"Yes, you would," he commented, simply. "But just then I was too angry to talk to anybody. And so I cleared out on board my own ship and stayed there, not knowing what to do and wishing you all at the bottom of the sea. Don't mistake me, Mrs. Travers; it's you, the people aft, that I wished at the bottom of the sea. I had nothing against the poor devils on board, They would have trusted me quick enough. So I fumed there till - till. . . . "
"Till nine o'clock or a little after," suggested Mrs. Travers, impenetrably.
"No. Till I remembered you," said Lingard with the utmost innocence.
"Do you mean to say that you forgot my existence so completely till then? You had spoken to me on board the yacht, you know."
"Did I? I thought I did. What did I say?"
"You told me not to touch a dusky princess," answered Mrs. Travers with a short laugh. Then with a visible change of mood as if she had suddenly out of a light heart been recalled to the sense of the true situation: "But indeed I meant no harm to this figure of your dream. And, look over there. She is pursuing you." Lingard glanced toward the north shore and suppressed an exclamation of remorse. For the second time he discovered that he had forgotten the existence of Hassim and Immada. The canoe was now near enough for its occupants to distinguish plainly the heads of three people above the low bulwark of the Emma. Immada let her paddle trail suddenly in the water, with the exclamation, "I see the white woman there." Her brother looked over his shoulder and the canoe floated, arrested as if by the sudden power of a spell. - "They are no dream to me," muttered Lingard, sturdily. Mrs. Travers turned abruptly away to look at the further shore. It was still and empty to the naked eye and seemed to quiver in the sunshine like an immense painted curtain lowered upon the unknown.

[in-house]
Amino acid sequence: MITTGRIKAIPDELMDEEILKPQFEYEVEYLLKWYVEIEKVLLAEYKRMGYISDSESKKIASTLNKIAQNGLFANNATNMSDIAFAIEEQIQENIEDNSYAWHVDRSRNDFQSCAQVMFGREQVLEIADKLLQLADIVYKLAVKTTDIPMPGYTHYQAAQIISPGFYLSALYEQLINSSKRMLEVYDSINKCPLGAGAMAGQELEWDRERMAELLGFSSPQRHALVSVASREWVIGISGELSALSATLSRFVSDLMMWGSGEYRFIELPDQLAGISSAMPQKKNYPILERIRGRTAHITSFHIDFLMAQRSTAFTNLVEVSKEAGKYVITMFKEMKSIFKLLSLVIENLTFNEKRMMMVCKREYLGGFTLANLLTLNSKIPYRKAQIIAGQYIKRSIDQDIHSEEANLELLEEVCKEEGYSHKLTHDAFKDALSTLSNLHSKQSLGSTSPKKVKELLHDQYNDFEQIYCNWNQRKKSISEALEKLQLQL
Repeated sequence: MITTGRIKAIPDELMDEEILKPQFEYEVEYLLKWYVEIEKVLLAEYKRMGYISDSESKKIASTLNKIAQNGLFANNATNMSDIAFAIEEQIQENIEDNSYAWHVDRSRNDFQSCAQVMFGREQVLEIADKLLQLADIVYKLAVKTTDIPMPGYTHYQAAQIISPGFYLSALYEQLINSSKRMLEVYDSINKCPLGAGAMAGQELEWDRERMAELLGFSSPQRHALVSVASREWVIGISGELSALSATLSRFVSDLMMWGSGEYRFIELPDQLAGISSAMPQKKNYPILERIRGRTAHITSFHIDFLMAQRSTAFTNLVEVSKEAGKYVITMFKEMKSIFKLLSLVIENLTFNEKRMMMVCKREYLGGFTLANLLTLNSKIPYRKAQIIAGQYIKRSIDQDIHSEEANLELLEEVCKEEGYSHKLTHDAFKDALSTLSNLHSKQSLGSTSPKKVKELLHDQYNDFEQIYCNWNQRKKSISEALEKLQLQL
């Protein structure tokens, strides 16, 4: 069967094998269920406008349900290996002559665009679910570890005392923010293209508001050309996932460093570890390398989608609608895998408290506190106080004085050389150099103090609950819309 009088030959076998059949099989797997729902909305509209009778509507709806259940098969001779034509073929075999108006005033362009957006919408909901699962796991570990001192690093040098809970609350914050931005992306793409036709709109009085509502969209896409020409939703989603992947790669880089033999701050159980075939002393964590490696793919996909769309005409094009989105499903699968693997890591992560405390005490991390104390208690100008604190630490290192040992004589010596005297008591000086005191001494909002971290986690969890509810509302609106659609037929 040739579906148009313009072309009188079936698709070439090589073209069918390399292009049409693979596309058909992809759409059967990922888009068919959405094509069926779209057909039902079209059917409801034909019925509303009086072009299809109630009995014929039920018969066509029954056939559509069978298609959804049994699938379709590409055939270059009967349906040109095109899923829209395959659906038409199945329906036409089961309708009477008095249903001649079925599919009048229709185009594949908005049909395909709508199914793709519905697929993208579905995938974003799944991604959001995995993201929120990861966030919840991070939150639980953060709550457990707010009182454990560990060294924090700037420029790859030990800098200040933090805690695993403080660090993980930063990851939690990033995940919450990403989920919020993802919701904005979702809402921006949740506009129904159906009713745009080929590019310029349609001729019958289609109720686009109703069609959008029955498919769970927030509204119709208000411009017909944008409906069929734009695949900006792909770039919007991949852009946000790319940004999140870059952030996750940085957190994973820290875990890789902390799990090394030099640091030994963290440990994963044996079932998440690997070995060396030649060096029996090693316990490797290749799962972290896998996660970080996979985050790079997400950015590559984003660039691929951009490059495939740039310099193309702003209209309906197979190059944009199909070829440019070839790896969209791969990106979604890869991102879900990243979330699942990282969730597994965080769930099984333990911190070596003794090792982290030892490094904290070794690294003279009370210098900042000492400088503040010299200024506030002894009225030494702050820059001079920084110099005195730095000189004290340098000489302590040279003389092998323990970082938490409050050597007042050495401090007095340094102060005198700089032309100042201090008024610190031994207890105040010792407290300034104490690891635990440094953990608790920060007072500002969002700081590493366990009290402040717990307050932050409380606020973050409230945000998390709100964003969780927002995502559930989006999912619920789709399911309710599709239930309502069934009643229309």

"Here's Rajah Hassim coming, Jorgenson. I had an idea he would perhaps stay outside." Mrs. Travers heard Lingard's voice at her back and the answering grunt of Jorgenson. She raised deliberately the long glass to her eye, pointing it at the shore.
She distinguished plainly now the colours in the flutter of the streamers above the brown roofs of the large Settlement, the stir of palm groves, the black shadows inland and the dazzling white beach of coral sand all ablaze in its formidable mystery. She swept the whole range of the view and was going to lower the glass when from behind the massive angle of the stockade there stepped out into the brilliant immobility of the landscape a man in a long white gown and with an enormous black turban surmounting a dark face. Slow and grave he paced the beach ominously in the sunshine, an enigmatical figure in an Oriental tale with something weird and menacing in its sudden emergence and lonely progress.
With an involuntary gasp Mrs. Travers lowered the glass. All at once behind her back she heard a low musical voice beginning to pour out incomprehensible words in a tone of passionate pleading. Hassim and Immada had come on board and had approached Lingard. Yes! It was intolerable to feel that this flow of soft speech which had no meaning for her could make its way straight into that man's heart.
Turn to the next chapter: PART V. THE POINT OF HONOUR AND THE POINT OF PASSION